Lately, the Bitcoin price correction has given a lot of negative vibes to the cryptocurrency space. But if you do zoom out a bit and look at the Bitcoin price history since 2009, it’s clear that BTC is a volatile instrument that has gone through similar phases quite a few times in past well. But of course, it’s now a much more followed asset (if we can call it that) than what it was just a few years ago.
Often Bitcoin is compared to gold – as a store of value. Right or wrong, both sides of the argument have quite strong and often vocal views. I don’t know if Bitcoin is New Gold or not.
But for a moment, let’s talk about the idea of intrinsic value.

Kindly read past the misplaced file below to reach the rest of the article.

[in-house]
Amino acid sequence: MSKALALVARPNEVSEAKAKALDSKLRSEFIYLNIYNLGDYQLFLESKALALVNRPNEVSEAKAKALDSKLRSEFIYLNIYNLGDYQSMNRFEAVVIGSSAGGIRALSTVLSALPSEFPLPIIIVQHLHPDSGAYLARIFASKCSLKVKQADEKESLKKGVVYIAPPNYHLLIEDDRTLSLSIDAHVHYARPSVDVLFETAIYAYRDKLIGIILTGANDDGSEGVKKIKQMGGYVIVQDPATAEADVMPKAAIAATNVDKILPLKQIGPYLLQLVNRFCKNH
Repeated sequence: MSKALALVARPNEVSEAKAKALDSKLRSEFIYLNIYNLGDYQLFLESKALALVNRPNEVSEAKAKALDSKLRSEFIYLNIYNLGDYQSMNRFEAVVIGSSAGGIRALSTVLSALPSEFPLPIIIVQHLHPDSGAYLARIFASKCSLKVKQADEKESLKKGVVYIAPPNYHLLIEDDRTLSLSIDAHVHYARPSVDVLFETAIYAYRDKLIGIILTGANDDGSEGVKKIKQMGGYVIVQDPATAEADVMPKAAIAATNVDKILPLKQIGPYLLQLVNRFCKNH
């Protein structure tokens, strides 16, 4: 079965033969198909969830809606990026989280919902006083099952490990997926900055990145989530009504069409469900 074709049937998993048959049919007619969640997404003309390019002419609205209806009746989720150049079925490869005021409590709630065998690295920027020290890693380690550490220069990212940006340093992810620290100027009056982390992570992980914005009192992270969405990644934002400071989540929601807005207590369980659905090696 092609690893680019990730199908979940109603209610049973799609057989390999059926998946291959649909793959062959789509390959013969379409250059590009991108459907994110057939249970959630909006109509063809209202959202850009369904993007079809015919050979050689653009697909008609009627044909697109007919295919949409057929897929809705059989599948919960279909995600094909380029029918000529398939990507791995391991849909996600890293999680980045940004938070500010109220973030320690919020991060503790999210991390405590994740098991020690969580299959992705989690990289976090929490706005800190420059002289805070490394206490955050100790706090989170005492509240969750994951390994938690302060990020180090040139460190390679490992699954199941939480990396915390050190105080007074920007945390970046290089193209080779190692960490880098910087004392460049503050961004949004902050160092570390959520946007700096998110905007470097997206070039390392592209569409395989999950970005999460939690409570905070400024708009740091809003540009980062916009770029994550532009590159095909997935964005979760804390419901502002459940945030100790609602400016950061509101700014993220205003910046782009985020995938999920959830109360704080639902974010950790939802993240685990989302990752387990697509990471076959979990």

In equity or debt investments, it’s easy to arrive at the range of possible intrinsic values. Because both these have cashflows in future which can be used as a basis. But neither gold nor Bitcoin has any cash flow.
A professor who is revered for his valuation expertise once shared an interesting idea about gold’s intrinsic value. He said that only assets those asses have easy-to-assess intrinsic values are expected to generate some reliable cash flows in the future. Since gold is not a cash-flow-generating asset, you cannot estimate the proper intrinsic value for it. But he also said something interesting. That even if gold did not have any intrinsic value per se, it still did have something that can be referred to as a relative value. That is often used as a measure to mentally give a value to gold.